The government has a couple of positions here as to punish the shooter, but also to send this broader message that the government will not stand for these kind of crimes.
And how you do that remains a question.
You know, what happens at these trials?
What happens with the punishments?
What happens with the broader message?
It's not completely clear what will necessarily, you know, drive that bigger point, which is to to stop hate.
And a lot of these tough questions are playing out publicly as the Justice Department tries to do right by the community in Buffalo.
The attorney general visited Buffalo about a month after the mass shooting.
He brought some of his top deputies, including from the Civil Rights Division, Vanita Gupta, who oversees the entire civil litigating section, and Kristen Clarke, who does oversee civil rights.
Thank you, Associate Attorney General Gupta, Mr. Attorney General, and colleagues.
Today, I join my colleagues in grieving the innocent victims of this senseless crime and expressing my condolences to their families and the Buffalo community that has suffered through this traumatic event.
They were there to sort of offer reassurance to the folks on the ground, the survivors and the families of victims, as well as local officials that the Justice Department is doing a full investigation.
These acts of hate are a stain on our democracy and have no place in our society.
A bit of a surprise, though -- They did announce while they were there the federal charges against Payton Gendron, the alleged shooter, and there were significant charges, 26 hate-crime counts, but also a gun-related charge that does carry the death penalty.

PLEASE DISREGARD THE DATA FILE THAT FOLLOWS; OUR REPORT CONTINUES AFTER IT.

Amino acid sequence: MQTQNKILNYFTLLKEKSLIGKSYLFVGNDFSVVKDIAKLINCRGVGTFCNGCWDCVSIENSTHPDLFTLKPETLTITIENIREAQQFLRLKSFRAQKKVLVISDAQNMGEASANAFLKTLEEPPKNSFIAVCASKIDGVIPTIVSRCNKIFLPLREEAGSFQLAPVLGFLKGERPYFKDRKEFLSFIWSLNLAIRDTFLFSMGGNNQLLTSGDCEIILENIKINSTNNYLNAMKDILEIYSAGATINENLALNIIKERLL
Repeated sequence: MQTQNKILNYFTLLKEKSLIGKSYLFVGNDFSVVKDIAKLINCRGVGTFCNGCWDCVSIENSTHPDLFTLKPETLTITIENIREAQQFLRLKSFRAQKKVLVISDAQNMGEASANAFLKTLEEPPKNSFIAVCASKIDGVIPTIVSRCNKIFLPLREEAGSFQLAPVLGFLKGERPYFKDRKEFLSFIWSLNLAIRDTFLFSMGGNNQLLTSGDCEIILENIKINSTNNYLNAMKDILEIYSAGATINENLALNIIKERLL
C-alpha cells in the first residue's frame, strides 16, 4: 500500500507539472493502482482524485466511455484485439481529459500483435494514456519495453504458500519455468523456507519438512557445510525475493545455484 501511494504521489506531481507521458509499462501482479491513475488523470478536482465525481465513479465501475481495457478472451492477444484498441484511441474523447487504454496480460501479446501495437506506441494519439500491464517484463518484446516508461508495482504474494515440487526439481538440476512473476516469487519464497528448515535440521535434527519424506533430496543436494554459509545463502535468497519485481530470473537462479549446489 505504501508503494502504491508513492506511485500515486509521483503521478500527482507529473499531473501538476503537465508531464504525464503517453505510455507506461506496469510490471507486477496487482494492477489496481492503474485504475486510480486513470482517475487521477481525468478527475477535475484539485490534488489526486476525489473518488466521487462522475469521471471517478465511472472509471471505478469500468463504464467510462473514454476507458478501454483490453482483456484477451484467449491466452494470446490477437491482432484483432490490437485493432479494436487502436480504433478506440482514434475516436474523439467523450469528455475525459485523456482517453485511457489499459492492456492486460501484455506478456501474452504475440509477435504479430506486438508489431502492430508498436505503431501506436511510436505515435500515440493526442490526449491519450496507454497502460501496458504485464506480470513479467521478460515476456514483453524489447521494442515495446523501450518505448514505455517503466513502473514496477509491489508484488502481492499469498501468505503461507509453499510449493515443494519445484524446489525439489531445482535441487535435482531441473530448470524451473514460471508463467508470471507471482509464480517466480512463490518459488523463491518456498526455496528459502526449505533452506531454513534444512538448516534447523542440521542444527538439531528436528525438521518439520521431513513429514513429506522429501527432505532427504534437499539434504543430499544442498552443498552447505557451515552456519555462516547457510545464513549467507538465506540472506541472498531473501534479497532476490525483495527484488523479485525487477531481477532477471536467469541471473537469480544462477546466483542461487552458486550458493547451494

And so Merrick Garland announced that he met with the families and survivors privately, and then he held a news conference where he detailed all of the above.
This is a death-penalty-eligible crime.
The Justice Department has a series of procedures it follows.
First, of course, there has to be an indictment.
After the indictment, then the regulatory procedures will be followed, and then the families and the survivors will be consulted.
And I know that you talked to some of the attorneys who were there in those meetings.
Can you introduce who you talked to?
Sure. There are several attorneys working with the families.
They range from Ben Crump, who has a national reputation as a civil-rights lawyer.
There are some local attorneys on the ground, including John Elmore.
Hello, can you hear me?
And his daughter Kristen Elmore Garcia.
They are also local attorneys, and they were in the meeting with Garland as well.
When Merrick Garland did come to Buffalo, when he emphasized that this is one of the Department of Justice's top priorities, he posed it in the sense that it has to be one of their top priorities because we can't allow our country to tolerate this kind of behavior, this kind of radicalization, this kind of mass casualty.